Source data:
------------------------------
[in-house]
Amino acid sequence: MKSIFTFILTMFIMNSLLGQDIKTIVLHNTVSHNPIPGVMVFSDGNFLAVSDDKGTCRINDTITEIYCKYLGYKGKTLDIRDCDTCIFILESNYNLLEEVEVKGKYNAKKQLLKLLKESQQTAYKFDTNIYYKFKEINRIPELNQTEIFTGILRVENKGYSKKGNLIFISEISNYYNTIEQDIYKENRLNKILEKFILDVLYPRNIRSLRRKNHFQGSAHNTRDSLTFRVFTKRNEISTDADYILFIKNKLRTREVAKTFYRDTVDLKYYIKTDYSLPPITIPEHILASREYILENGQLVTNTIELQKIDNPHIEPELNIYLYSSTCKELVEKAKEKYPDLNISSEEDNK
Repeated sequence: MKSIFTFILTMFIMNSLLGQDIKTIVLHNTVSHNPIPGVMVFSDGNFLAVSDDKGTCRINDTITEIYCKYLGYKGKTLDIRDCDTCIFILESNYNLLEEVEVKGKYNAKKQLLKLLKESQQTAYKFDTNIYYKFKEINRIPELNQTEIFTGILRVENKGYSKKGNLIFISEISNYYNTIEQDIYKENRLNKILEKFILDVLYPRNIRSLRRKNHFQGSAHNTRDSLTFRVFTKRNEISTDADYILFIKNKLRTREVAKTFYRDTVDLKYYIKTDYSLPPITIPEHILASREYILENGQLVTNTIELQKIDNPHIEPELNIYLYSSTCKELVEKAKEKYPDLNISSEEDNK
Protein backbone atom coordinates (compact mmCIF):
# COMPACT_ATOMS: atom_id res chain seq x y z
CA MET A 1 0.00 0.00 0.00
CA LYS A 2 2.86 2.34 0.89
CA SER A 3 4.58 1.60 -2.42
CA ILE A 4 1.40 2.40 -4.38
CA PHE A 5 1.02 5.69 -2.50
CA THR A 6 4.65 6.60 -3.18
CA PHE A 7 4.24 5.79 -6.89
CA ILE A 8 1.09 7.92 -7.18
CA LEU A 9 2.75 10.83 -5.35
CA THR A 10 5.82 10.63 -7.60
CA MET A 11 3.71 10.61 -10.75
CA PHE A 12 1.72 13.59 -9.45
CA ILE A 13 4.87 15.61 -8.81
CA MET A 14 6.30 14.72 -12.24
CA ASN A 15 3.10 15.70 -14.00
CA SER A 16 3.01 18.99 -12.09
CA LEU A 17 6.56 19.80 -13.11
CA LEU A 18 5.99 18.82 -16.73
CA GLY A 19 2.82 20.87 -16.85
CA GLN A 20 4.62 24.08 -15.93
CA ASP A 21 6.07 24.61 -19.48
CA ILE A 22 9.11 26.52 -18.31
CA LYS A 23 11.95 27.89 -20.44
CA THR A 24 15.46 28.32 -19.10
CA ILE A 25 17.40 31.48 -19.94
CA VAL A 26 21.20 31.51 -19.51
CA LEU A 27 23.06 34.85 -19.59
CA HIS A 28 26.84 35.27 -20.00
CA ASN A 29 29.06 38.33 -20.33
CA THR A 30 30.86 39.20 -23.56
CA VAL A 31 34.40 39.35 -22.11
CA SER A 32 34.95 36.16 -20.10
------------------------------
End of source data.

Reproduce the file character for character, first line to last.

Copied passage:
[in-house]
Amino acid sequence: MKSIFTFILTMFIMNSLLGQDIKTIVLHNTVSHNPIPGVMVFSDGNFLAVSDDKGTCRINDTITEIYCKYLGYKGKTLDIRDCDTCIFILESNYNLLEEVEVKGKYNAKKQLLKLLKESQQTAYKFDTNIYYKFKEINRIPELNQTEIFTGILRVENKGYSKKGNLIFISEISNYYNTIEQDIYKENRLNKILEKFILDVLYPRNIRSLRRKNHFQGSAHNTRDSLTFRVFTKRNEISTDADYILFIKNKLRTREVAKTFYRDTVDLKYYIKTDYSLPPITIPEHILASREYILENGQLVTNTIELQKIDNPHIEPELNIYLYSSTCKELVEKAKEKYPDLNISSEEDNK
Repeated sequence: MKSIFTFILTMFIMNSLLGQDIKTIVLHNTVSHNPIPGVMVFSDGNFLAVSDDKGTCRINDTITEIYCKYLGYKGKTLDIRDCDTCIFILESNYNLLEEVEVKGKYNAKKQLLKLLKESQQTAYKFDTNIYYKFKEINRIPELNQTEIFTGILRVENKGYSKKGNLIFISEISNYYNTIEQDIYKENRLNKILEKFILDVLYPRNIRSLRRKNHFQGSAHNTRDSLTFRVFTKRNEISTDADYILFIKNKLRTREVAKTFYRDTVDLKYYIKTDYSLPPITIPEHILASREYILENGQLVTNTIELQKIDNPHIEPELNIYLYSSTCKELVEKAKEKYPDLNISSEEDNK
Protein backbone atom coordinates (compact mmCIF):
# COMPACT_ATOMS: atom_id res chain seq x y z
CA MET A 1 0.00 0.00 0.00
CA LYS A 2 2.86 2.34 0.89
CA SER A 3 4.58 1.60 -2.42
CA ILE A 4 1.40 2.40 -4.38
CA PHE A 5 1.02 5.69 -2.50
CA THR A 6 4.65 6.60 -3.18
CA PHE A 7 4.24 5.79 -6.89
CA ILE A 8 1.09 7.92 -7.18
CA LEU A 9 2.75 10.83 -5.35
CA THR A 10 5.82 10.63 -7.60
CA MET A 11 3.71 10.61 -10.75
CA PHE A 12 1.72 13.59 -9.45
CA ILE A 13 4.87 15.61 -8.81
CA MET A 14 6.30 14.72 -12.24
CA ASN A 15 3.10 15.70 -14.00
CA SER A 16 3.01 18.99 -12.09
CA LEU A 17 6.56 19.80 -13.11
CA LEU A 18 5.99 18.82 -16.73
CA GLY A 19 2.82 20.87 -16.85
CA GLN A 20 4.62 24.08 -15.93
CA ASP A 21 6.07 24.61 -19.48
CA ILE A 22 9.11 26.52 -18.31
CA LYS A 23 11.95 27.89 -20.44
CA THR A 24 15.46 28.32 -19.10
CA ILE A 25 17.40 31.48 -19.94
CA VAL A 26 21.20 31.51 -19.51
CA LEU A 27 23.06 34.85 -19.59
CA HIS A 28 26.84 35.27 -20.00
CA ASN A 29 29.06 38.33 -20.33
CA THR A 30 30.86 39.20 -23.56
CA VAL A 31 34.40 39.35 -22.11
CA SER A 32 34.95 36.16 -20.10